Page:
1. Tap solar rooftop potential in 6000 block towns as Varanasi‘s official estimated rooftop solar power generation potential is 676 MW. Extrapolating this to all towns gives staggering statistics. The national target of 40 GW can be far exceeded to 100 GW by 2022-23, and our carbon footprint targets can be achieved by this alone.


All buildings beyond a particular size are sites for this idea, whether government or private entities. It is 100% environment-friendly, cost-competitive, and 10 months of sunshine across India as a major god’s gift, and all it requires is a ‘mission-mode’ visionary leader. I suggest a telecom-like movement, to become a world leader in clean energy, through solar rooftops, with good battery storage possible, to replace both nuclear and thermal energy.


  1. Cross subsidy in education for inclusive growth is best reflected in Odisha. Kalinga Institute of Technology (KIIT) run by MP Samantha, charges market fees to 25000 students or more, enrolled in engineering, medical, MBA, and technical education fields. Surplus generation from KIIT is used to fund 25000 or more in Kalinga Institute of Social Sciences (KISS), with free tuition, boarding and lodging, from kindergarten to PG.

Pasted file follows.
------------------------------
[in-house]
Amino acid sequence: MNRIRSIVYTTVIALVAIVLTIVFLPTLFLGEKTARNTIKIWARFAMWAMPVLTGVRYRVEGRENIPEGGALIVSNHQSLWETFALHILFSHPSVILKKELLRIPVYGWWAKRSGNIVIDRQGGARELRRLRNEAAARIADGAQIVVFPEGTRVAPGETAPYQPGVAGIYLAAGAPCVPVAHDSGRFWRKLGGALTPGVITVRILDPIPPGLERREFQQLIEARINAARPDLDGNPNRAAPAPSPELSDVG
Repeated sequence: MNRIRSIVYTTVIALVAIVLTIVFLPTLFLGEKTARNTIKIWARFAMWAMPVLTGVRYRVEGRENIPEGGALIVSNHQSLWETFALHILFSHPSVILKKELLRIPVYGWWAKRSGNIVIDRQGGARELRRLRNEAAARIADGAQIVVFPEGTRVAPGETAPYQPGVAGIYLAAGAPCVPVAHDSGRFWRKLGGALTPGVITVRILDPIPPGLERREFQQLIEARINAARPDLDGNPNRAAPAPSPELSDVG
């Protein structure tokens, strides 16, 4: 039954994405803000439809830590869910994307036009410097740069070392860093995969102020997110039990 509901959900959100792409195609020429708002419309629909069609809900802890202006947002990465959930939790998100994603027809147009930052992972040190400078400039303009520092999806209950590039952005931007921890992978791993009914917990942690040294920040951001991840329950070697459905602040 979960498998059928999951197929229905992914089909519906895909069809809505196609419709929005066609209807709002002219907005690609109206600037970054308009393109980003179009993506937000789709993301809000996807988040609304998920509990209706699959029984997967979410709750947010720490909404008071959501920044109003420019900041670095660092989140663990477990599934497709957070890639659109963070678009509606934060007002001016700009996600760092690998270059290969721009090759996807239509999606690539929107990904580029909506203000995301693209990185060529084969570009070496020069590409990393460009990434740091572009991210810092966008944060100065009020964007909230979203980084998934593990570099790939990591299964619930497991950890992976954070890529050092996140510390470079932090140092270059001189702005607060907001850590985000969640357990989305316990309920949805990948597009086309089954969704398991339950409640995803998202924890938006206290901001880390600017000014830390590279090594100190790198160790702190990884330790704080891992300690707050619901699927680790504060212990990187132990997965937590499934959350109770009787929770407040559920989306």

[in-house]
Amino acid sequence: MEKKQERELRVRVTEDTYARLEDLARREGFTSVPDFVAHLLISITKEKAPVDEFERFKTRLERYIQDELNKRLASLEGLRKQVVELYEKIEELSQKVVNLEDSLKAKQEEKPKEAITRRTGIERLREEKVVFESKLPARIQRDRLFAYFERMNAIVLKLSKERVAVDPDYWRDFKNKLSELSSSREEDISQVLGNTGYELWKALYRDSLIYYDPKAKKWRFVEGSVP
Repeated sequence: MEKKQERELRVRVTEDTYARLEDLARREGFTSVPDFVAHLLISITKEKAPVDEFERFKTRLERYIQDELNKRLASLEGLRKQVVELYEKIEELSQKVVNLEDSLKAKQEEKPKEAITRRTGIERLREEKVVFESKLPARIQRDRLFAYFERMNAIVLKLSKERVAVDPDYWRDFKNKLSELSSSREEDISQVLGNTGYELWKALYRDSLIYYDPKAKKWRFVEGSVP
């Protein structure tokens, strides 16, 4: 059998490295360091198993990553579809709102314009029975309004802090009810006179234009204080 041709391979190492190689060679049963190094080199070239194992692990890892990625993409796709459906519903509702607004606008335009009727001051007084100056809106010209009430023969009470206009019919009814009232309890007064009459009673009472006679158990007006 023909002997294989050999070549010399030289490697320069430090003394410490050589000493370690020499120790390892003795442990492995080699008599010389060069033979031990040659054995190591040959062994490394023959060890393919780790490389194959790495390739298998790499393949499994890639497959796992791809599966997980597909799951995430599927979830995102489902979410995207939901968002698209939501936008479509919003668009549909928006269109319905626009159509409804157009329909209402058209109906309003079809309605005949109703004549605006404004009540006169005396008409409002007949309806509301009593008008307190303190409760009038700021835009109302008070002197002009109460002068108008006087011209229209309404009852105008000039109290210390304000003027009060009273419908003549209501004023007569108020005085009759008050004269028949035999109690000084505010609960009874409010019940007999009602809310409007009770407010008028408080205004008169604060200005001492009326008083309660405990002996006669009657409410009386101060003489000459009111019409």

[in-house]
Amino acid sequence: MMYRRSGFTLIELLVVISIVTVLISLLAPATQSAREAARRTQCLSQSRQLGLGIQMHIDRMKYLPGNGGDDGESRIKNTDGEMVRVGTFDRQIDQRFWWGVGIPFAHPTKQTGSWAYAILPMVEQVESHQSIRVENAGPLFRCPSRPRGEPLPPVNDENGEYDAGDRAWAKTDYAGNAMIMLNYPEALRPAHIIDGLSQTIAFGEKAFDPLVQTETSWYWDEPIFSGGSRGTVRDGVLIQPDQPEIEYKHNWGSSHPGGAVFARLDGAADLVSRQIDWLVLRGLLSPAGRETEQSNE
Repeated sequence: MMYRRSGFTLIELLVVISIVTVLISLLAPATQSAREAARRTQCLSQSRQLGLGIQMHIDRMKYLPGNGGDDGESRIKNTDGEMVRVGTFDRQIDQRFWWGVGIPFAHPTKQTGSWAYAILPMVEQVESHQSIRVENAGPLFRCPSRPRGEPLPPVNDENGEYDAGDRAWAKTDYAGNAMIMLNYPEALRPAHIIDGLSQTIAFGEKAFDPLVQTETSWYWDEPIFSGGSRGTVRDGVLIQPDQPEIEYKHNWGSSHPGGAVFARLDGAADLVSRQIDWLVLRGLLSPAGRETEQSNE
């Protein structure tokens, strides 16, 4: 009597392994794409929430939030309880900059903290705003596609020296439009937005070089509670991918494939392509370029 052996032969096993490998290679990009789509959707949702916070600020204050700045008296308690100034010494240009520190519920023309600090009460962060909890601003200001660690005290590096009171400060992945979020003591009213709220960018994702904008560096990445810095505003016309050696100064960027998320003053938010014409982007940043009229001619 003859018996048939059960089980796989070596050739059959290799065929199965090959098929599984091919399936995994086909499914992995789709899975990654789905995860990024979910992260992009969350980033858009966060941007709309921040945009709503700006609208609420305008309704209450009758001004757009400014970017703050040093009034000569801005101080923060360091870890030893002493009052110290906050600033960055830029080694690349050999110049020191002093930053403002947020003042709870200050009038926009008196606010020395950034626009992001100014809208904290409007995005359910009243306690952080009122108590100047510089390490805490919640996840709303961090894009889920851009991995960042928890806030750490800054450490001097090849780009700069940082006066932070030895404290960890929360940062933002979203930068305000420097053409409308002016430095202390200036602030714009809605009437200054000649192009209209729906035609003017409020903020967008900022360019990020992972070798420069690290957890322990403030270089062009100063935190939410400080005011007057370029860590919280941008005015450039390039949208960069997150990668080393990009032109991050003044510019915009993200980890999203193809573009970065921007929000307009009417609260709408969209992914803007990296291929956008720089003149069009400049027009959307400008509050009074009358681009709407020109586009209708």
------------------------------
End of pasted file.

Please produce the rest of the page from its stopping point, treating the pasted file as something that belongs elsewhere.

My book carries the idea that the fixed cost of replicating this model for 1000 disadvantaged sections of students is about ₹ 25 crores and the annual operating cost is about ₹ 10 crores. With CSR funding, MPLAD and MLA allocated expenditure, it is easily possible to cover at least 600 blocks or 10% of all towns in the country annually. In 10 years you can cover all 6000 blocks and depending on the need, both funds and student numbers can be enhanced. This again is an idea whose time has come, I strongly feel.


  1. Relief in indirect tax has been provided in the last budget but recognising the value of the Laffer Curve, my suggestion is to keep income tax rates as follows for better compliance:

10% from ₹ 5to 10 L,

15% from 10-15 L,

20% from 15-20 L,

25% from 20-30L